There’s a really wide range of nail polishes on their website, so no matter what colours and shades you favour, there will be something that will suit you. There’s also vitamin tablets specially formulated for nail health and a nail polish remover available in their online store.
I have three polishes and the remover. I have one pink, one peach and a clear polish. The first one I wanted to try was the peach polish. I had put on some gold polish over Christmas and although it was only one coat, it had glitter in it, so I knew it was going to be hard to remove. This was the perfect stubborn polish to try to remove in order to test out the effectiveness of the Dr.’s Remedy Nail Polish Remover. The first thing I wanted to do was see if it smelled like garlic. Obviously, it’s still a nail polish remover so it’s never a good idea to stick your head next to the bottle and inhale but I did waft the scent towards my nose from a distance when I took the lid off. No garlic smell at all. In fact, it smells a lot like bog standard nail polish remover. It doesn’t contain any acetone either and when I saw that on the bottle, I thought to myself, “This is going to be a waste of time.” I didn’t have any faith in products without acetone if I’m honest.
Ok, my verdict is a solid 10/10. I’m not even kidding. It removed the polish really easily. It didn’t smell too strong, didn’t make me feel like I was being gassed, didn’t sting my skin and I didn’t have to use too much to get the polish off. I’m pleased with the results and will definitely use that again.
Then it was time to try the Dr.’s Remedy polish. Spring is just around the corner so I decided on the peach for my toenails. The pink is nice but it’s really pale and I wanted something I could see. The first coat went on and it wasn’t all that smooth. I had to work to get even coverage. Also, one coat wasn’t anywhere near enough. It took longer to dry than the brand I usually use, around five minutes. Then I applied the second coat, which seemed to go on easier. I didn’t have to keep smoothing it out and it brought up the colour nicely. It looked exactly like the colour in the bottle, which is important to me. I hate when it looks paler/darker on application from how it does on the bottle. Again, it took a while to dry. I’d estimate to be fully set it took around 45 minutes. That’s a long time, but it’s really my only complaint about this polish, and if you have time on your hands, it’s worth it.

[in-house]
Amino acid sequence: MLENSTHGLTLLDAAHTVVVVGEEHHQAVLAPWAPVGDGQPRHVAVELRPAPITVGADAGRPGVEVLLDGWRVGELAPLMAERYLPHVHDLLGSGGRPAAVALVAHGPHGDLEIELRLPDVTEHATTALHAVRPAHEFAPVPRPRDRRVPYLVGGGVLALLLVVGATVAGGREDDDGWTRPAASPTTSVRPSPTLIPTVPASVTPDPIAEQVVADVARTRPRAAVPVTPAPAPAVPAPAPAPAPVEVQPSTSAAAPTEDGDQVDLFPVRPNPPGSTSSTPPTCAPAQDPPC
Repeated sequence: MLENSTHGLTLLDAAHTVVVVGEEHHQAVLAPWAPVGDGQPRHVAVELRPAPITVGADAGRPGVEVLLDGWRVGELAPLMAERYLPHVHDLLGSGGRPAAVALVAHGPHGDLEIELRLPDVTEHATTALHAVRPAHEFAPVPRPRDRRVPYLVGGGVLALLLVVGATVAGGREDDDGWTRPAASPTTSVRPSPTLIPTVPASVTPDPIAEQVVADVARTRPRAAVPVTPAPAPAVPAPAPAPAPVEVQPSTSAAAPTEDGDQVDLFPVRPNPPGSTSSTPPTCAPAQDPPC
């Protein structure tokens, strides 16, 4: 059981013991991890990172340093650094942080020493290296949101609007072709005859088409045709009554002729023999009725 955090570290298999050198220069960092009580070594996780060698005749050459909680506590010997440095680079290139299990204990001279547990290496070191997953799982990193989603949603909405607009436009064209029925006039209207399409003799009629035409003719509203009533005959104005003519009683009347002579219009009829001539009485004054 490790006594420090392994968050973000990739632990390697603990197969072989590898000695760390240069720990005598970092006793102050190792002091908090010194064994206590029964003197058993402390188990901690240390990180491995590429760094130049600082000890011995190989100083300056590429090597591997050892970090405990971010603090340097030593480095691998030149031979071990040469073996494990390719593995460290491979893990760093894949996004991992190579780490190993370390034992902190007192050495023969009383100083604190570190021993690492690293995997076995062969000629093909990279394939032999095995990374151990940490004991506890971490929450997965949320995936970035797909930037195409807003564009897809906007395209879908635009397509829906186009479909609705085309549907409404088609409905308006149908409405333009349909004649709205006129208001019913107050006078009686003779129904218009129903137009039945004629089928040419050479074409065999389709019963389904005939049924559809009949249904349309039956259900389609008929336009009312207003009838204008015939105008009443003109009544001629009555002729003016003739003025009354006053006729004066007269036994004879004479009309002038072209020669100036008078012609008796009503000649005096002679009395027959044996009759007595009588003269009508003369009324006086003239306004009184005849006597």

I’d give the polish 8/10. It loses two points because of the drying time, but on every other aspect, I would rate it highly. The colour is nice, after the second coat it looks even, it has stayed on my nails well and I like the fact that this is a healthy option for my nails. It’s pricey at $17.95 which is a lot more than I would have usually paid for a nail polish, but again, this is a mid-range nail polish which is formulated by foot-care professionals and is full of natural ingredients that are nourishing for your nails. Is it worth that higher price tag? Only you can decide.
I should point out that the nail polish also does not smell like garlic, I’m not really sure if the polish itself has garlic ingredients although the remover definitely does. You’re not going to walk around smelling like garlic bread. I promise. Based on my experiences so far, I would recommend Dr.’s Remedy products to all individuals who paint their nails, not just those with infections.